Rabbit Punch

Rabbit Punch

"Rabbit Punch" is a 1948 Warner Bros. cartoon featuring Bugs Bunny.

Bugs finds himself in a boxing match with a brutish and not-very-bright boxer. The title is a play on an actually illegal boxing move, [Sugar, Bert. [http://www.owingsmillsboxingclub.com/boxing.htm Boxing] . "www.owingsmillsboxingclub.com". URL last accessed 2008-02-01.] a punch to the back of the head.


The World's Championship Fight is about to begin in a gigantic boxing stadium built near Bugs Bunny's hole in the countryside. Tonight's fight features the battle between The Crusher (identified as the Champ "Battling McGook" in this cartoon, and voiced by Billy Bletcher) and his challenger "Dispectic McBlaster". During the fight, Crusher doesn't even give his challenger a sporting chance. This prompts Bugs Bunny (in a sequence reminiscent of a similar such bit in Baseball Bugs) to heckle Crusher enough to come up behind him. When Bugs calls to Crusher to pick on somebody his own size, Crusher decides Bugs will do, and throws him through the Dressing Room (where Bugs gets a pair of boxing gloves and some purple boxing shorts) and into a corner of the ring. Bugs then admits it was a mistake to open his "big fat mouth".

In the ring, Crusher shows off his muscles by bulging his biceps and getting muscles on his muscles. Unimpressed, Bugs tries flexing his muscles, which are only grape sized.

The bell rings to start Round 1. Bugs comes up to Crusher pretending to give him a sporting chance. Amused at Bugs' inexperience, Crusher just punches Bugs back to his corner. Just as the crowd cheers Crusher, Bugs goes back, but gets hit back. He goes up again, only to be hit back a third time. Bugs then decides to pull off a little "stragety." Coming back to the center of the ring, when Crusher is about to punch him again, Bugs fakes fainting. When Crusher looks over him, Bugs punches Crusher up to the ceiling. The bell then rings to finish Round 1.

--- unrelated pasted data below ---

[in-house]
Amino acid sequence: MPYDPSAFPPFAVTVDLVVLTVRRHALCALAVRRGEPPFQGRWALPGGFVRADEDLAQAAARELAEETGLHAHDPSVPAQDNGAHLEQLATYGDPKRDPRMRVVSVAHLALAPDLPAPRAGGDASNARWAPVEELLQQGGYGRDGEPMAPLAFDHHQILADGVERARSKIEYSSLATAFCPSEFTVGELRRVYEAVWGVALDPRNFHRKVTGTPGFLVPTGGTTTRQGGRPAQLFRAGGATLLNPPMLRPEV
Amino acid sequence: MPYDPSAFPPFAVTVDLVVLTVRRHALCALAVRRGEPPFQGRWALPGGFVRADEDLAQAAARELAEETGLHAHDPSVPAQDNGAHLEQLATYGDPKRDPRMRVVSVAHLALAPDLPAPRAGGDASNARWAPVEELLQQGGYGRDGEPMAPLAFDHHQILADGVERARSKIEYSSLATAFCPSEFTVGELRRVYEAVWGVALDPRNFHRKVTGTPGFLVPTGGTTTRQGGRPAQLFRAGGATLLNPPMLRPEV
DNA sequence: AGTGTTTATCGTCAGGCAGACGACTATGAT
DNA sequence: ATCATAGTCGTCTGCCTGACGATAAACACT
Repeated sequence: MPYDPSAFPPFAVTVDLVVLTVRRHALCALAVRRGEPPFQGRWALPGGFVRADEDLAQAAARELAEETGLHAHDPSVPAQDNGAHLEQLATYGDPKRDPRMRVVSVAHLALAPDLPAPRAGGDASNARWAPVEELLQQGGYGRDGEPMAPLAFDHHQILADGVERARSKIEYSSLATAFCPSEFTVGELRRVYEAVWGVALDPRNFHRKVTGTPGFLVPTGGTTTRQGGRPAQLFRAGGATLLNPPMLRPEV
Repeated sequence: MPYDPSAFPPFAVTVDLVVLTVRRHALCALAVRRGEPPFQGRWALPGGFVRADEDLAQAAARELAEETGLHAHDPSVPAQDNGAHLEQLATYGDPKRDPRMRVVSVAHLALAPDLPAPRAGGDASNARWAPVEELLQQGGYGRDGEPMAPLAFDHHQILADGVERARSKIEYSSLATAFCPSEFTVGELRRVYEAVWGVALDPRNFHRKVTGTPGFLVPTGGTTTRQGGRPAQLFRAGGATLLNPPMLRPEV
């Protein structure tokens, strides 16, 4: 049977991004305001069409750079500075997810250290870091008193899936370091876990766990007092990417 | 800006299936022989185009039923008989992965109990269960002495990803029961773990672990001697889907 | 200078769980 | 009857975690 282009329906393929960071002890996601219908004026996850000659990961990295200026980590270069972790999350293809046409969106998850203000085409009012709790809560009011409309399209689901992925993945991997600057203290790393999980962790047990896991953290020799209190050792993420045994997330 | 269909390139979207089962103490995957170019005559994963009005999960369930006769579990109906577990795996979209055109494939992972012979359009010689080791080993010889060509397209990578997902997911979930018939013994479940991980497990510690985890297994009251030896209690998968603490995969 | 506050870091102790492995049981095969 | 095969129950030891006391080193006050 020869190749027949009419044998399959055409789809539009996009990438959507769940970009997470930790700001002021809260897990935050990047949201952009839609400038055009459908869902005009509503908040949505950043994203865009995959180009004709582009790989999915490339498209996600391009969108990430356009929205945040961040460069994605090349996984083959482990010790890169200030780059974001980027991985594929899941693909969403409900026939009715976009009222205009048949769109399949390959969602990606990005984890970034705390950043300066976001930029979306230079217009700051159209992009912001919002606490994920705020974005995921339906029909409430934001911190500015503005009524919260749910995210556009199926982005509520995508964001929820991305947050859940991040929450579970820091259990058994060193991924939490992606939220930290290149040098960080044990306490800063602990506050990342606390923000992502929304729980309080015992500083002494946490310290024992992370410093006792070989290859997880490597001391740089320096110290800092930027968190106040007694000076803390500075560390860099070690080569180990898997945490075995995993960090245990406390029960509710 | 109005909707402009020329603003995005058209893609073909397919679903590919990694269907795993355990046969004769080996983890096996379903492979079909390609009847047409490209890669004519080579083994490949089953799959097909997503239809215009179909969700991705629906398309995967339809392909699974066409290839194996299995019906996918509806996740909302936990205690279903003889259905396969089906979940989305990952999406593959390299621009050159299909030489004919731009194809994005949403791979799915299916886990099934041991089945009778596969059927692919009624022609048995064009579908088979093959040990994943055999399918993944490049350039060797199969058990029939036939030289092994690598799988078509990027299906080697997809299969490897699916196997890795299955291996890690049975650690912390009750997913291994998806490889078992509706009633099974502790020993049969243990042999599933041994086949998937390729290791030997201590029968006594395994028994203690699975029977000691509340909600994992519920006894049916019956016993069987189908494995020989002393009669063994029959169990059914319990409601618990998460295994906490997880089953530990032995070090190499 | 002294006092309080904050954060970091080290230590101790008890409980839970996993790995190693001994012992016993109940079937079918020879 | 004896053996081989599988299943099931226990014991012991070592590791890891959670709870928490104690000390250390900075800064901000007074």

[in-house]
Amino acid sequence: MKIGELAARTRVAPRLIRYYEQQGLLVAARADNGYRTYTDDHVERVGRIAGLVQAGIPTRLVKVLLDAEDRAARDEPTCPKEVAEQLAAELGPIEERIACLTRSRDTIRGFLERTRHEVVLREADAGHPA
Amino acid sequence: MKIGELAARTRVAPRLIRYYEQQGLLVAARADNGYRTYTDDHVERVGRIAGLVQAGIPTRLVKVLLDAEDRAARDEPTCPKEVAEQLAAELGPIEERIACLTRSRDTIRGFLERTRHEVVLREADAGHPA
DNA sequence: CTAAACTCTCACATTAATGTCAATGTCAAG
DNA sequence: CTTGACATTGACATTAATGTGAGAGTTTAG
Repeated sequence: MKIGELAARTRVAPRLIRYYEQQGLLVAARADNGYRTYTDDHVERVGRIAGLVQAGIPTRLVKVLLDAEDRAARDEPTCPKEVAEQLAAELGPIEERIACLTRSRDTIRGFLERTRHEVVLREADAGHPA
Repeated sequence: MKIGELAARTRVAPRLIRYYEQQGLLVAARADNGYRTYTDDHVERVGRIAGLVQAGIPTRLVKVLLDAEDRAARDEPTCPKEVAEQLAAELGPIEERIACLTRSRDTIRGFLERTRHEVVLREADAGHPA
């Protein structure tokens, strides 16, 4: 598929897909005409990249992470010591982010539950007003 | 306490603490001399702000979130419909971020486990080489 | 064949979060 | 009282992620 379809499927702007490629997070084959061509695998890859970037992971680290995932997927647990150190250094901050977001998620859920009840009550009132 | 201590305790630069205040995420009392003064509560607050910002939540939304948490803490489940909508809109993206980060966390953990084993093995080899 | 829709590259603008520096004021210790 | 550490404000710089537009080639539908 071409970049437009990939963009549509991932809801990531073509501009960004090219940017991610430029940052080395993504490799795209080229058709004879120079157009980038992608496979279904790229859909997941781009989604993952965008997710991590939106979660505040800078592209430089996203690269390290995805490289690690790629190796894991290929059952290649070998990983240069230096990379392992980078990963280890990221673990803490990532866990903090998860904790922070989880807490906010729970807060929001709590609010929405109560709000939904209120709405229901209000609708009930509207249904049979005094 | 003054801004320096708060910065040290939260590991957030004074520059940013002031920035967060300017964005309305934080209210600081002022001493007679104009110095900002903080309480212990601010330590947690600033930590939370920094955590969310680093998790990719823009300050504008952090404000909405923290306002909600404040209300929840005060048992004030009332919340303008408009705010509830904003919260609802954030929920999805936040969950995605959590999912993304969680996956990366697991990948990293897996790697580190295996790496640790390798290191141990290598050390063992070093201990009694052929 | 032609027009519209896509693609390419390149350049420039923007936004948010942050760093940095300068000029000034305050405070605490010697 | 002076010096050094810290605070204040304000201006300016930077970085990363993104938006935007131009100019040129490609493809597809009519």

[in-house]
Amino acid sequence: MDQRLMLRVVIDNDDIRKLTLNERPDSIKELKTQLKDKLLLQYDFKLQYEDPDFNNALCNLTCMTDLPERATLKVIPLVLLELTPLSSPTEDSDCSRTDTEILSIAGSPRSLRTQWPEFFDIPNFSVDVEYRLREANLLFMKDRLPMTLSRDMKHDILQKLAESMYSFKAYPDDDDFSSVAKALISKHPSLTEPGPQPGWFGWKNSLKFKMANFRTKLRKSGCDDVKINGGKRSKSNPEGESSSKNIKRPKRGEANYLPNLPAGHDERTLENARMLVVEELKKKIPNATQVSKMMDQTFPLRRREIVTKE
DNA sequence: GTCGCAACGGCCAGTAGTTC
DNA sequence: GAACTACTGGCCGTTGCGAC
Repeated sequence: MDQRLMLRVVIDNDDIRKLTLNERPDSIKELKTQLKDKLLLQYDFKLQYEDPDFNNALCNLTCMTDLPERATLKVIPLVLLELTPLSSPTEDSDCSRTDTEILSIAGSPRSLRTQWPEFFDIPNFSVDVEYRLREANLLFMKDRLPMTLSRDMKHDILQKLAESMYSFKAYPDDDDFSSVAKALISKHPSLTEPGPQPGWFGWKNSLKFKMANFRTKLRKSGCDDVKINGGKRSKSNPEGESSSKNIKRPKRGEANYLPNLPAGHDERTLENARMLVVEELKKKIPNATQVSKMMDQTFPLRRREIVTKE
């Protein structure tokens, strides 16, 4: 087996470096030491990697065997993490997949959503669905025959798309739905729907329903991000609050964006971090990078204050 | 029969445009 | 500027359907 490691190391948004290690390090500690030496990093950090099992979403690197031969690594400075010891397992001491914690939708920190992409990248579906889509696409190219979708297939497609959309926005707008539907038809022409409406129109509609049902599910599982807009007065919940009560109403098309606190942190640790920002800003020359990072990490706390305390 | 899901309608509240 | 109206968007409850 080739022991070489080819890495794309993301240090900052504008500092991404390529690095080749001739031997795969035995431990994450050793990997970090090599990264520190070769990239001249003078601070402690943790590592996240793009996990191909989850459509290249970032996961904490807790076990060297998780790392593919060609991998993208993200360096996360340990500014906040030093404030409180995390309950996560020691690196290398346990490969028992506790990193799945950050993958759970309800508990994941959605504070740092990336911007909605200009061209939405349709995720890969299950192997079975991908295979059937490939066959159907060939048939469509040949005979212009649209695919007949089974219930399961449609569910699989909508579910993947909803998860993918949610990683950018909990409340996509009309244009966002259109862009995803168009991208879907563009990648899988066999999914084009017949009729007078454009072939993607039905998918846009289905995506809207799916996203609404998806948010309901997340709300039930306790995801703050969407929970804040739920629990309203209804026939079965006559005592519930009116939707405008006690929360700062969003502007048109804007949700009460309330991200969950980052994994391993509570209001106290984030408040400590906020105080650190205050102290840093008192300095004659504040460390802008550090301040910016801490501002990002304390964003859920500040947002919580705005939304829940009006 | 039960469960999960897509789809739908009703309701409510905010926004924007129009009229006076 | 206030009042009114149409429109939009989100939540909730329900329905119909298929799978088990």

While Bugs relaxes to a good book, a comfy armchair, and a radio, Crusher (with a yellow face due to hitting the ceiling) decides to cheat by building a brick boxing glove over his right hand. The bell then rings to start Round 2. Just as Bugs and Crusher come towards each other, Crusher punches Bugs with his brick boxing glove, sending Bugs (with a pink mark over his face) back to his corner.

Just as Bugs is "kissing the canvas," the sportscaster starts the count, but Bugs snatches his microphone and immediately starts describing action that's not taking place, confusing Crusher long enough to trip over him. Angered, Crusher pulls off his gloves and comes to the center of the ring, which makes Bugs pull off his gloves (stuffed with horseshoes) and come to the center of the ring. The two of them wrestle, with Bugs picking Crusher up and then getting flattened due to Crusher's weight. Bugs then gets himself flapped out again, and begins trying to pull Crusher's leg, while Crusher plays with cards. Realizing this isn't getting him anywhere, Bugs takes a plank and breaks it, making Crusher think Bugs broke his leg. Bugs comes in disguised as a doctor and, after a fake examination, wraps up Crusher in the bandages. Then, he punches Crusher so that Crusher bounces off the four poles of the ring, making "Tilt" flash up as in a pinball machine.